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Preventing Unnecessary Hospital Readmissions

According to research reported in the New England Journal of Medicine, approximately one in five Medicare beneficiaries discharged from a hospital will end up back in the hospital within thirty days.  It usually is for the same reason they were admitted originally.  This means that it not only is bad for the patient who has to go back to the hospital, but it typically represents an expense that could have been avoided.  And it is these sorts of statistics that give me a chance to talk about a question I get asked a lot: “What is it that geriatric care managers do?”  Let me explain.

The typical picture of an older patient who is readmitted is one without a lot of social support locally, and this older patient:

  • May not fully understand their discharge instructions.
  • May not be taking their medications as instructed.
  • May have complications they cannot handle.

In most of these cases, if the patient had had someone to be the information processor, interpreter and implementer, the readmission would not have been necessary.  A geriatric care manager would be available to make sure the discharged patient understands any limitations on activity that the medical professionals have stipulated or understands how active they should be to recover from being in bed for the number of days they were in the hospital.  A care manager can help to make sure that all the patient’s medications are organized or that a new prescription gets filled and its dosing gets integrated into the daily regimen.  (Remember that seniors are about 13% of the population, but they represent about 30% of all the prescriptions written.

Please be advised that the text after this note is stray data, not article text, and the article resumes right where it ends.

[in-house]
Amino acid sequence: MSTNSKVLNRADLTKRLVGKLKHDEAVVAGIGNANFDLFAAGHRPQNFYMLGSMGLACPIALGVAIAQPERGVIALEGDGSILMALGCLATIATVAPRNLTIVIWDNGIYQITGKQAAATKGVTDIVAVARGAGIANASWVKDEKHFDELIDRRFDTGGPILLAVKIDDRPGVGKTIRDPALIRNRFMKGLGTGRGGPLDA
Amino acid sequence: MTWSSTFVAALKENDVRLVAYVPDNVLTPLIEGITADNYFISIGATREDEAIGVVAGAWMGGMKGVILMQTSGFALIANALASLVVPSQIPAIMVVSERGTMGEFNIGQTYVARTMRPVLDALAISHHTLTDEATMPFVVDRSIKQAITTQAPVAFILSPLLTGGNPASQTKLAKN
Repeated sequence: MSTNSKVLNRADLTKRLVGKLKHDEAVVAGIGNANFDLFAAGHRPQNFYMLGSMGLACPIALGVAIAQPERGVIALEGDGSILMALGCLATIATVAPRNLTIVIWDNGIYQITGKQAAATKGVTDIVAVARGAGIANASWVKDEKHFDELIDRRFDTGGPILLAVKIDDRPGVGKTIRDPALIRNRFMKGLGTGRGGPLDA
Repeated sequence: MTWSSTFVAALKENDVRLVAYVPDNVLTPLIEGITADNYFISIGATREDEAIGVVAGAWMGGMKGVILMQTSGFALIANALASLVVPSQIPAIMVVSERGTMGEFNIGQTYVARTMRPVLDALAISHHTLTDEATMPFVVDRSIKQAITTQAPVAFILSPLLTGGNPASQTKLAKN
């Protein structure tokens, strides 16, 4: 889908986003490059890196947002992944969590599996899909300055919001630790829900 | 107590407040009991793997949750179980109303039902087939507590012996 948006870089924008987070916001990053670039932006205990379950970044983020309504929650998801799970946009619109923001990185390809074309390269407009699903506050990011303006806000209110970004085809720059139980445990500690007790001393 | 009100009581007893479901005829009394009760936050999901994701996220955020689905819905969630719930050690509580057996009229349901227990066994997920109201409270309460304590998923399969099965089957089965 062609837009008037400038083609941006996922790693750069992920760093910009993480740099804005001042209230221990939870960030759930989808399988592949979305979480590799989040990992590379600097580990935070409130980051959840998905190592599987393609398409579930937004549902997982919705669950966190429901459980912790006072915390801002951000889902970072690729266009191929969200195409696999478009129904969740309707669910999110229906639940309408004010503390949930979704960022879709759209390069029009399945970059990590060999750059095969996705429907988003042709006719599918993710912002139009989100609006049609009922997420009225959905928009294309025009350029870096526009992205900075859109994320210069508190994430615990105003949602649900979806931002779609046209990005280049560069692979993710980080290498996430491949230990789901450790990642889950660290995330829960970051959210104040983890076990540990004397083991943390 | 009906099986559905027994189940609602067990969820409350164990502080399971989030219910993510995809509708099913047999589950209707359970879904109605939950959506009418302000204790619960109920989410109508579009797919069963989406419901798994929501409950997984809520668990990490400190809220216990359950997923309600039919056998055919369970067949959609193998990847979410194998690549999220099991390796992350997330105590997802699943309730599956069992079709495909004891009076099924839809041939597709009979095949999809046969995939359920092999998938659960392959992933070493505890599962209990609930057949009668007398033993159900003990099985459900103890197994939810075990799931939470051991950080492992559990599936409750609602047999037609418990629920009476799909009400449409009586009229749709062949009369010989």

The National Transitions of Care Coalition offers a checklist your care manager or you as a caregiver can use with an elder for whom you are responsible as they leave the hospital:

  1. Have a method in place to assure safe use of all medications.
  2. Have a plan to facilitate the big change from hospital to home.
  3. Engage all members of the family and personal network of the patient.
  4. Share important information with all care providers and caregivers.
  5. Find and read any educational materials about the patient’s condition.
  6. Facilitate any follow-up provider visits, therapy, etc.

As a caregiver (or through your care manager) advocate for the patient to physicians, discharge planners or other providers responsible for the continuity patient’s care.

Charlotte Bishop is a Geriatric Care Manager and founder of Creative Case Management, certified professionals who are geriatric advocates, resources, counselors and friends to older adults and their families throughout metropolitan Chicago.  Please email your questions to Charlotte Bishop.


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